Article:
An optimised UCO collection system combining smart sensors and real time monitoring through web based platform improves waste management efficiency in Rethymno.
Improper Used Cooking Oil (UCO) disposal in drainage raises energy consumption of wastewater treatment and is highly toxic to sea, streams, lakes and other ecosystems. Recycling UCO to biodiesel is a sustainable alternative to exploit a problematic waste, transforming it to energy resource. Aiming to increase the waste management efficiency and promote clean fuels, the Renewable and Sustainable Energy Systems Lab of Technical University of Crete, in collaboration with the Municipality of Rethymno and local stakeholders (Waste Management Dpt, Enterprise of Water and Sewage, Inter-Municipal Waste Management Company, UCO collectors), defined an operational scheme for a local UCO-to-biodiesel chain. A new “smart” UCO collection system was launched in 2018; 30 collections points with “smart” bins integrating sensors with GSM technology and a web-based platform. The platform allows real-time monitoring of bins’ filing level and optimisation of the collector drivers' routes. It sends alerts at selected fill rate, temperature raise, low battery level, unauthorised movements or vandalism incidents. Through the smart management system, the collection efficiency is increased and operational costs are reduced. Fewer collection trips mean less fuel consumption and less greenhouse gas emissions. Targeted communication activities increase the UCO recycling rate and enhance its proper disposal. A small-scale biodiesel production unit demonstrates the UCO transformation to a clean fuel.
> 30 smart UCO bins equipped with sensors+web platform:22.000€ > Installation & system maintenance staff cost > Promotional campaign:5.000€ > Small scale biodiesel production unit to transform UCO to clean fuel:12.000€ Cofunded by Interreg MED COMPOSE and H2020 CIVITAS DESTINATIONS projects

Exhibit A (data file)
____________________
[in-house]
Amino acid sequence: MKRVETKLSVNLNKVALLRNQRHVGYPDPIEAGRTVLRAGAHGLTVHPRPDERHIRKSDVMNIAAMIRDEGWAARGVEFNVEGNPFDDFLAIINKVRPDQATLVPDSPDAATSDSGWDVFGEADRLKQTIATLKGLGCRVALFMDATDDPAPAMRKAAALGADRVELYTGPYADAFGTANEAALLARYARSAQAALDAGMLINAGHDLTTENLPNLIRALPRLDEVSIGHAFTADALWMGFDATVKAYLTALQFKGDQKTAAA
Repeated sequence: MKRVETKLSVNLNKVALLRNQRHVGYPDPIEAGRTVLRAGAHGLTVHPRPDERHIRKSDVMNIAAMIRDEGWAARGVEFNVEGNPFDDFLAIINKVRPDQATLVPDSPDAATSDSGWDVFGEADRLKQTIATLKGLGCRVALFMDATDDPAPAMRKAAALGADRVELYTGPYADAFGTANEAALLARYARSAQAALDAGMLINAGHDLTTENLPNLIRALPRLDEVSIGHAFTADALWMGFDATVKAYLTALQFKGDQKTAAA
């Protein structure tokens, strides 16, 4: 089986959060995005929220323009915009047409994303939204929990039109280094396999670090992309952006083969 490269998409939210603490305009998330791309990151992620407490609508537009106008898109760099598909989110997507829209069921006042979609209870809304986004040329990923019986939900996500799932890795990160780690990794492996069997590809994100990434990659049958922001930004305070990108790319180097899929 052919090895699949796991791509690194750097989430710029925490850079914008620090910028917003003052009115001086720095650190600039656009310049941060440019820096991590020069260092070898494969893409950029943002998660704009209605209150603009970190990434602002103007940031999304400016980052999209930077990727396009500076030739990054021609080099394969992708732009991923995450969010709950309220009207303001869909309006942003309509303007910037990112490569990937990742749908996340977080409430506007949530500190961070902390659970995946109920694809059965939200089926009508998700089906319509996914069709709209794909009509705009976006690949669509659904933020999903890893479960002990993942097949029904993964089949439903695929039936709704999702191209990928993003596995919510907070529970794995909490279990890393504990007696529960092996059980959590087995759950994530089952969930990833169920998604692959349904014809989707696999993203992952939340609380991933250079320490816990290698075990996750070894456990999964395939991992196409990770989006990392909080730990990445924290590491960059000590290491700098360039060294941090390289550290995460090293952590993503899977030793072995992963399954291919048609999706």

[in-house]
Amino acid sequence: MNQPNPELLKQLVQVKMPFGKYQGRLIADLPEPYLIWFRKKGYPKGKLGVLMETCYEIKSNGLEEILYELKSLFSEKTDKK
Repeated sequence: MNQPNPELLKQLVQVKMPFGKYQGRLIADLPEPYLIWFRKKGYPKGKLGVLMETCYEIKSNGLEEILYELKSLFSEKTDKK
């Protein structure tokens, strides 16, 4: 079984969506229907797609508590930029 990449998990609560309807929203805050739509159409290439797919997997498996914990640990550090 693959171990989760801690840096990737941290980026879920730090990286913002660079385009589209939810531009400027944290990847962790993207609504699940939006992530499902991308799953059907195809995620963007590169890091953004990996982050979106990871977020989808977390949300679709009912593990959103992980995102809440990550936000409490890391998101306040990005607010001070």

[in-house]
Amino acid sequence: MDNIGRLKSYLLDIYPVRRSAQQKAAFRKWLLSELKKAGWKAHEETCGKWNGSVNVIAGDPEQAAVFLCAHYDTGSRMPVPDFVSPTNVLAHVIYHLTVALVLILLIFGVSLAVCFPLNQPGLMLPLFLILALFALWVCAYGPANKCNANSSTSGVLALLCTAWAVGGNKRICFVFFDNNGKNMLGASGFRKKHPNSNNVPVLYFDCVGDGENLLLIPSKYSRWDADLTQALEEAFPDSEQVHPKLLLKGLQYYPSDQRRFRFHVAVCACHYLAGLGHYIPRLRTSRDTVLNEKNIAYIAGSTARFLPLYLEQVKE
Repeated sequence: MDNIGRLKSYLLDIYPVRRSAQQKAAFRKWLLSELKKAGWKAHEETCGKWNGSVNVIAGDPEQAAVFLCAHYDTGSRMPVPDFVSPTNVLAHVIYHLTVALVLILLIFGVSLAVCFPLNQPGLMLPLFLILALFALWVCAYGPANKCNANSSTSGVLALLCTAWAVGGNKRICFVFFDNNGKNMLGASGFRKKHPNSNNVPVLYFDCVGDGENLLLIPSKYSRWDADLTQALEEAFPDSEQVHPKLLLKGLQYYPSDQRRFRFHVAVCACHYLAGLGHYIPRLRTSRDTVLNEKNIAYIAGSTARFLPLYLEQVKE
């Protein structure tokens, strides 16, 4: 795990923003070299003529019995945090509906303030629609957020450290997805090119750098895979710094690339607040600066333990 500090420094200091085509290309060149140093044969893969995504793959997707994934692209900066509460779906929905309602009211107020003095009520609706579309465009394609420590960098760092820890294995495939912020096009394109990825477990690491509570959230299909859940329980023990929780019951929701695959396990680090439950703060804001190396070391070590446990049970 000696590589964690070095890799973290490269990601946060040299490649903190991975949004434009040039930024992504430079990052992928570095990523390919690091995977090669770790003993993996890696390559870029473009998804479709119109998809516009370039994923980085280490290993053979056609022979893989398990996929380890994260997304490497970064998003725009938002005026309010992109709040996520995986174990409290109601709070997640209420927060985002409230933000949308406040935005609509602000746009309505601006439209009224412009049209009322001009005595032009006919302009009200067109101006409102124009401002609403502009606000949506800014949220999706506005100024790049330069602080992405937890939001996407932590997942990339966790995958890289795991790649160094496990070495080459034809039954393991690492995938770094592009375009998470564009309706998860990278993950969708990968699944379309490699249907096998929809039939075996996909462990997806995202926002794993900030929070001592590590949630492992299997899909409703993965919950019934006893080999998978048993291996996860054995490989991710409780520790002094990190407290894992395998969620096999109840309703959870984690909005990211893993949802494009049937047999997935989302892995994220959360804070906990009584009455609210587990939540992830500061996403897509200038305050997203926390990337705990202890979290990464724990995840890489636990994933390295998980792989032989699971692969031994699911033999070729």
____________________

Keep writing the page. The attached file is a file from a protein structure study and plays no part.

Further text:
Evidence of success
> 30 bins in selected outdoor sites; 20 bins at schools > 3,500 l of UCO collected so far
> 40,000 people reached by awareness-raising activities.
> ensured sustainability due to public-private sector collaboration.
> MoU singed between TUC and Inter–Municipal Waste Management Company in Crete, to examine potential expansion to other municipalities.
> 6 Municipalities in Greece and EU noted interest to replicate.
> Case presented, after abstract review, in 10 EU workshops/conferences.
• Engage citizen in proper disposal of UCO.
• Strategic siting of collection bins.
• Regulations hindering small-scale biodiesel production licensing and self-consumption.
• Financial limitations for maintenance (keep clean bins/location); system to be self-financed by collected UCO volume.
Potential for learning or transfer
The transferability potential of this good practice is high. The tested approach for the households’ produced UCO recycling and the efficient management of UCO collection, through smart IT solutions, real time monitoring, optimum UCO bins siting and behavioural change practices can be easily replicated in other municipalities. The smart UCO collection scheme can be also extended to other types of waste within Rethymno Municipality and of course in other Municipalities, offering several environmental as well as financial benefits. A number of Greek Municipalities have expressed interest to replicate the scheme and the InterMunicipal Waste Management Enterprise, supported the pilot development, examines potential replication of the collection scheme to other municipalities in Crete, by signing an MoU. The fulfilment of a “UCO to biodiesel” value chain locally with a small-scale production unit have great potential, when used by entities that have access to inexpensive feedstock (UCO).
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